A popular theory is that Last Year at Marienbad is actually an adaptation of Adolfo Bioy Casares’ The Invention of Morel, a novel of which our friend Jorge Luis Borges wrote, “To classify it as perfect is neither an imprecision nor a hyperbole.” I will not say much about this, so as not to spoil the book (you should go read it right now), but will only mention that Morel was, in a way, an homage to Louise Brooks, a Hollywood actress with whom Casares was somewhat obsessed and whose performance in Pandora’s Box provided a model for Delphine Seyrig’s performance as ‘A’ in Marienbad. The idea that there is a direct line from Casares and Brooks to the main characters in Morel to ‘X’ and ‘A’ in Marienbad, and that the obscurities of both novel and film are at heart simply odes to the power of cinema is an appealing one.
This theory about the connection between Marienbad and Morel was never acknowledged by the filmmakers (some say that the source text for the film is not Casares’ novel, but rather Wittgenstein’s Philosophical Investigations). Perhaps its fullest explication is given by this article in Senses of Cinema, in which the only sources given by the author are the dust jacket of a different Casares work and an Encyclopedia Britannica article which has since been removed from the online archives. Regardless of the theory’s truth, though, when one views the film through the lens of Morel, it comes tantalizingly close to making sense; the characters of the film lose their agency, consigned to repeating their roles ad infinitum.
At first sight, it seemed impossible to lose your way. At first sight…
–Last Year at Marienbad
The third main character in Marienbad is ‘M’, a man who may or may not be the husband of ‘A’. Throughout the film, we see ‘M’ playing a version of the mathematical game of Nim with ‘X’.
This version of Nim became known by the name “Marienbad” and was a brief craze in certain circles. It even got written about in Time:
Last week the Marienbad game was popping up at cocktail parties (with colored toothpicks), on commuter trains (with paper matches), in offices (paper clips) and in bars (with swizzle sticks). Only two can play, but any number can kibitz — and everyone, it seems, has a system for duplicating “X’s” talent for winning.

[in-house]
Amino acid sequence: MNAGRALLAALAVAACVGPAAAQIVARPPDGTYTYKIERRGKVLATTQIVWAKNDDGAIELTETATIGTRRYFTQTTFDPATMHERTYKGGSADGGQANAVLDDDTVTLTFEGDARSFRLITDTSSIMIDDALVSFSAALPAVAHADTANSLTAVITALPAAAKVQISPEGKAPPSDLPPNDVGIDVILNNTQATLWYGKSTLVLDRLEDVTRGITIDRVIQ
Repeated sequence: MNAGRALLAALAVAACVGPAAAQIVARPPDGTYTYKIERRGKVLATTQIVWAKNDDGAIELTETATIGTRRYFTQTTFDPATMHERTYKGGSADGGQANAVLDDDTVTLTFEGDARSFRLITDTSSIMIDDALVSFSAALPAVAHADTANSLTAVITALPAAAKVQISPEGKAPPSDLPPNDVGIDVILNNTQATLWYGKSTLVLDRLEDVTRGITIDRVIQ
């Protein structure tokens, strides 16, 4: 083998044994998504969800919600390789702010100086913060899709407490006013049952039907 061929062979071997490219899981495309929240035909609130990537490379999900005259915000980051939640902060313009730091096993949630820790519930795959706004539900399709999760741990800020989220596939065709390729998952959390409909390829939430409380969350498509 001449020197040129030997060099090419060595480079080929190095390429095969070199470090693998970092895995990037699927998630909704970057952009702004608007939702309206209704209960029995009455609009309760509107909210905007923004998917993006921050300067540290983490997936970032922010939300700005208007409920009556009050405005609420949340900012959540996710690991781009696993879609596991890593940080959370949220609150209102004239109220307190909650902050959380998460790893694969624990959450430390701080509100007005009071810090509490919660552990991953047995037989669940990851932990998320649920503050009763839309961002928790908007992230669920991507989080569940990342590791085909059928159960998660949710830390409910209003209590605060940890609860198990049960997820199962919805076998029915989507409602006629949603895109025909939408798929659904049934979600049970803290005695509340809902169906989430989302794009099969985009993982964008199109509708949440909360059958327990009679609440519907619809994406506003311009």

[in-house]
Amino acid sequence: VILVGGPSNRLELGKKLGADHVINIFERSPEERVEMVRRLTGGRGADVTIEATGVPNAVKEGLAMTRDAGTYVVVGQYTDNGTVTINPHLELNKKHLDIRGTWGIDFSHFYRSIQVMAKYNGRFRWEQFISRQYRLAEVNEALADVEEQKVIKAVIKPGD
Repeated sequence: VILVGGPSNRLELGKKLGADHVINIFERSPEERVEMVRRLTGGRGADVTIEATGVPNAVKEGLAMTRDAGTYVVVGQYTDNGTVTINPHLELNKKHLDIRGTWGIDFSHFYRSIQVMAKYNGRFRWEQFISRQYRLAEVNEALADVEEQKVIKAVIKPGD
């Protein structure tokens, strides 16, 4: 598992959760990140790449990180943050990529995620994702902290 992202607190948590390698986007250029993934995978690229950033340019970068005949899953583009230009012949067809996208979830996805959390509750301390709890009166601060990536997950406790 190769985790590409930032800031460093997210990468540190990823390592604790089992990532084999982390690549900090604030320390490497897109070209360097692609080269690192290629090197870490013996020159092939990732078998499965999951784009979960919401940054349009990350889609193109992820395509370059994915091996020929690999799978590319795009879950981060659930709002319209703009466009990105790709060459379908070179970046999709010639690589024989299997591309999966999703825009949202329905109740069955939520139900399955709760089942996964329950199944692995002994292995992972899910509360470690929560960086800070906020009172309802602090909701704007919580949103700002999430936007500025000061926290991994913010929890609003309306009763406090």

-“Games: Two on a Match,” Time, Mar. 23, 1962
The game is a theoretical win for the second player, although, as it is unlikely that a player will stumble upon the winning strategy by accident, ‘X’ is able to win even as the first player. We will return to general winning strategies for Nim and other games in later posts.
-The one who starts, wins.
-You must take an even number.
-You must take the smallest odd number.
-It’s a logarithmic series.
-You must switch rows as you go.
-And divide by three.
-Seven times seven is forty-nine.
-kibitzers in Last Year at Marienbad
I leave you now with Nick Cave’s exquisite “Girl in Amber.” Another secret adaptation of The Invention of Morel? Possible…
In Persian mythology, the Simurgh is a bird that lives in the mountains of Alborz. Sometimes she has the head or body of a dog, sometimes of a human. She has witnessed the destruction of the world three times. The wind of her beating wings is responsible for scattering seeds from the Tree of Life, creating all plants in the world.
The Simurgh is, in some tellings, the archetype of all birds. Her name resembles the Persian phrase si murg, meaning “thirty birds.”
In The Conference of the Birds, Farid ud-Din Attar’s 12th-century masterpiece, the birds of the world undertake a journey to find the Simurgh. And they succeed.
Their life came from that close, insistent sun
And in its vivid rays they shone as one.
There in the Simorgh’s radiant face they saw
Themselves, the Simorgh of the world – with awe
They gazed, and dared at last to comprehend
They were the Simorgh and the journey’s end.
They see the Simorgh – at themselves they stare,
And see a second Simorgh standing there;
They look at both and see the two are one,
That this is that, that this, the goal is won.
-Farid ud-Din Attar, The Conference of the Birds
The Simurgh is a bird that contains all birds. She is a universal bird.
Unsurprisingly, the Simurgh shows up a number of times in the works of Jorge Luis Borges, in both his short stories and his essays. One reference appears in the masterful story, “The Aleph,” a particularly rich and dense work which you should certainly read for yourself.
“The Aleph” is partly about how we create our own worlds, how we approximate the unknowable universe within our lives and our art. The narrator of the story, also named Borges, grieving the loss of his beloved Beatriz, pays repeated visits to the home of her father and her cousin, the poet Carlos Argentino Daneri. On one of these visits, Carlos Argentino takes Borges to his basement to show him the source of his poetry, the titular Aleph, a single point that contains the universe.